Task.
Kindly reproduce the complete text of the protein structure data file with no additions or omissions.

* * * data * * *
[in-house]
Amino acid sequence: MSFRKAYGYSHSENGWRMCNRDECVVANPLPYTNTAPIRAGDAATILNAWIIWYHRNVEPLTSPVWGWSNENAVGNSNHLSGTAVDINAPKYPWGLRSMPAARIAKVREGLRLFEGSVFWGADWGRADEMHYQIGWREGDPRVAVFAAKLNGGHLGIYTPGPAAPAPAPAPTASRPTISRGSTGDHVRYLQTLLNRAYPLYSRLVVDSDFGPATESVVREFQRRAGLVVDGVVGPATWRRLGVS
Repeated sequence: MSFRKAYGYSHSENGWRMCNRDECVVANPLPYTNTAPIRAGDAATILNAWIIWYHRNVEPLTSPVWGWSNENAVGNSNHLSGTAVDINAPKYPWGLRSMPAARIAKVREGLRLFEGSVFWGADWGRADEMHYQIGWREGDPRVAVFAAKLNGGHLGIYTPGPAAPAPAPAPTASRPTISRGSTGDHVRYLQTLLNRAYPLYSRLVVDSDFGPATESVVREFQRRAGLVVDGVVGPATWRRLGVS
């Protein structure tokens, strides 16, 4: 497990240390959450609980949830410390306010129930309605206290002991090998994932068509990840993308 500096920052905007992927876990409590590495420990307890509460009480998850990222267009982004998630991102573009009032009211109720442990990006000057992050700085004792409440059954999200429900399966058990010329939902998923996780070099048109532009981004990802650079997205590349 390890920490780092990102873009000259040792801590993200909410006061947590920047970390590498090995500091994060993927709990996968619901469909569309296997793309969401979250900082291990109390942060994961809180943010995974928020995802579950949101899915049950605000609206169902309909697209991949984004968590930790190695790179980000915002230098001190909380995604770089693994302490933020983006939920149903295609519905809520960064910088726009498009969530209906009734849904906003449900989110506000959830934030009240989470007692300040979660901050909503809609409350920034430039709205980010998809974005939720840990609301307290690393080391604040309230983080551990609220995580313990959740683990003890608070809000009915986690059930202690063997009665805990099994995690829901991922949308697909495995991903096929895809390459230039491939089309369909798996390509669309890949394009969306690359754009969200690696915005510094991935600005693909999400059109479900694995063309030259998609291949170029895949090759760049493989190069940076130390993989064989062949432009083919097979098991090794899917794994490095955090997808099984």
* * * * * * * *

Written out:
[in-house]
Amino acid sequence: MSFRKAYGYSHSENGWRMCNRDECVVANPLPYTNTAPIRAGDAATILNAWIIWYHRNVEPLTSPVWGWSNENAVGNSNHLSGTAVDINAPKYPWGLRSMPAARIAKVREGLRLFEGSVFWGADWGRADEMHYQIGWREGDPRVAVFAAKLNGGHLGIYTPGPAAPAPAPAPTASRPTISRGSTGDHVRYLQTLLNRAYPLYSRLVVDSDFGPATESVVREFQRRAGLVVDGVVGPATWRRLGVS
Repeated sequence: MSFRKAYGYSHSENGWRMCNRDECVVANPLPYTNTAPIRAGDAATILNAWIIWYHRNVEPLTSPVWGWSNENAVGNSNHLSGTAVDINAPKYPWGLRSMPAARIAKVREGLRLFEGSVFWGADWGRADEMHYQIGWREGDPRVAVFAAKLNGGHLGIYTPGPAAPAPAPAPTASRPTISRGSTGDHVRYLQTLLNRAYPLYSRLVVDSDFGPATESVVREFQRRAGLVVDGVVGPATWRRLGVS
């Protein structure tokens, strides 16, 4: 497990240390959450609980949830410390306010129930309605206290002991090998994932068509990840993308 500096920052905007992927876990409590590495420990307890509460009480998850990222267009982004998630991102573009009032009211109720442990990006000057992050700085004792409440059954999200429900399966058990010329939902998923996780070099048109532009981004990802650079997205590349 390890920490780092990102873009000259040792801590993200909410006061947590920047970390590498090995500091994060993927709990996968619901469909569309296997793309969401979250900082291990109390942060994961809180943010995974928020995802579950949101899915049950605000609206169902309909697209991949984004968590930790190695790179980000915002230098001190909380995604770089693994302490933020983006939920149903295609519905809520960064910088726009498009969530209906009734849904906003449900989110506000959830934030009240989470007692300040979660901050909503809609409350920034430039709205980010998809974005939720840990609301307290690393080391604040309230983080551990609220995580313990959740683990003890608070809000009915986690059930202690063997009665805990099994995690829901991922949308697909495995991903096929895809390459230039491939089309369909798996390509669309890949394009969306690359754009969200690696915005510094991935600005693909999400059109479900694995063309030259998609291949170029895949090759760049493989190069940076130390993989064989062949432009083919097979098991090794899917794994490095955090997808099984």